The duo met in 2007 through the mentoring program at Tuesday’s Children, the nonprofit organization serving families and communities impacted by terrorism, military conflict and mass violence.
Raised in the Tremont section of the Bronx, Harrison, 64, worked as a foreman and “jack of all trades” at Coca Cola for many years. Today, he is a dispatcher for an appliance repair company.
Harrison enjoyed performing community service, and someone recommended Tuesday’s Children to him. So, he looked it up and was intrigued when he discovered it supported families who lost people on 9/11.
“They hooked me up with Bradley and it’s been pretty cool since,” Harrison told the Bronx Times.
Despite differences in rooting interests — Harrison is a Giants and Yankees fan, Walz likes the Mets and Jets — the two hit it off. In the beginning, they met once a month and would chat on the phone during the week.
Harrison kept an open mind and soon the mentor/mentee relationship grew. He went to Walz’s baseball games, his bar mitzvah, they watched sports together often, played football, went fishing, went out for sushi and Harrison even attended the Shiva a few years ago after Walz’s grandfather passed away.
“I always thought he was a great kid,” Harrison said. “Two of the greatest things that ever happened to me was meeting my wife and meeting Brad through Tuesday’s Children.”
Over the years the duo grew close and became a big part of each other’s lives. According to Harrison, Walz taught him patience, tolerance, love and compassion. After witnessing Walz graduate high school, earn a master’s in communications and media at Rutgers University and embark on a career in public relations, he is proud to have known him.
“This has been a two-way street from the get-go,” he said. “Now I’ve seen the man he has become today and it’s totally awesome.”
Originally from Westchester, Walz is a child of 9/11, losing his father Jeffrey who was a member of the FDNY, when he was just a toddler.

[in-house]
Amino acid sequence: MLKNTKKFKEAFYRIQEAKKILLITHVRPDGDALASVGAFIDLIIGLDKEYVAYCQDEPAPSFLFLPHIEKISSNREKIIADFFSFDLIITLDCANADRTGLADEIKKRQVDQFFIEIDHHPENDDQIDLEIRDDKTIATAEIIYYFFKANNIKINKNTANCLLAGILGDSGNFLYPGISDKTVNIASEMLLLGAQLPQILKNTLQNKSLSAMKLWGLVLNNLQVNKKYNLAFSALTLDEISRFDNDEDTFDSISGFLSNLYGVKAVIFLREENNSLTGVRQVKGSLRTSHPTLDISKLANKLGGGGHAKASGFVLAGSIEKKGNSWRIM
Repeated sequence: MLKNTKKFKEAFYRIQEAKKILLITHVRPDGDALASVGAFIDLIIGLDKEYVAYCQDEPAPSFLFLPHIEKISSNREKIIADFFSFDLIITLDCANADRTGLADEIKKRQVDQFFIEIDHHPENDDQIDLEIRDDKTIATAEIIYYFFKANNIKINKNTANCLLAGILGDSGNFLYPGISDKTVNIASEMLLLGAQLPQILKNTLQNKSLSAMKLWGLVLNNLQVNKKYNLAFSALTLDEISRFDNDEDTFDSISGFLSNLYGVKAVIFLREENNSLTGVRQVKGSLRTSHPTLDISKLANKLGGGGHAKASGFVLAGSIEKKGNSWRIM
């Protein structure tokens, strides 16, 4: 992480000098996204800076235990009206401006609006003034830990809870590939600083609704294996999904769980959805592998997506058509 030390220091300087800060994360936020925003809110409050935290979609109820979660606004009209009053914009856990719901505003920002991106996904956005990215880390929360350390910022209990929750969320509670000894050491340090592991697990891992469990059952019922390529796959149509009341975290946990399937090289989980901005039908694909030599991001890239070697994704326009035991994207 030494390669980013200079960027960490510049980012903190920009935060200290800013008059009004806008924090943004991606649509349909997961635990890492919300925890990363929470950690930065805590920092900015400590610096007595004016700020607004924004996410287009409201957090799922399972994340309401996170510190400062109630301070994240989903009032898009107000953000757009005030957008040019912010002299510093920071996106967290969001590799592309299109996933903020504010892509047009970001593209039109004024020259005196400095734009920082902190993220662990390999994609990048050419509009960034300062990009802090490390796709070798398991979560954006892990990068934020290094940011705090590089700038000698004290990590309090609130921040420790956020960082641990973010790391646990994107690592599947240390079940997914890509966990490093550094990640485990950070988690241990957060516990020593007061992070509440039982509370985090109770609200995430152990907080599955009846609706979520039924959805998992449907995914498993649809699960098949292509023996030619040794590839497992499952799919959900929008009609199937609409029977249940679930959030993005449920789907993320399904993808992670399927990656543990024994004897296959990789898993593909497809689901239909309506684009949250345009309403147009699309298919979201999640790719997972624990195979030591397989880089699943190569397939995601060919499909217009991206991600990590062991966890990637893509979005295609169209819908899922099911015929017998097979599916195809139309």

Walz, 23, said Harrison has been a devoted and constant presence in his life since 2007, providing fatherly advice and just being an active and present male role model throughout his childhood. While his mom never remarried and his uncles admittedly were busy raising their own families, Harrison was always “unconditionally there” for him.
“He’s pretty much been with me every step of the way,” Walz said about Harrison. “I think he taught me patience and compassion. I never had a father figure.”
Walz met Harrison when he was 8 years old and they soon became inseparable. According to Walz, the duo connected even more because Harrison was also raised by a single mom.
“There was never a time I felt uncomfortable,” he said about spending time with Harrison.
Due to COVID-19, they hadn’t seen each other in a couple years, but even with Walz’s busy work schedule, they always made time to chat on the phone.
Walz recommends Tuesday’s Children and its mentoring program to other young adults and children. If it wasn’t for the nonprofit and meeting Harrison, he is not sure where he would be today. He hopes to become more involved with Tuesday’s Children and one day return the favor and mentor a youth.
“I think mentorship is extremely important,” Walz said. “Tuesday’s Children gave me an outlet to connect with people. All things considered, I’ve had a very good supportive life.”
Reach Jason Cohen at [email protected] or (718) 260-4598. For more coverage, follow us on Twitter, Facebook and Instagram @bronxtimes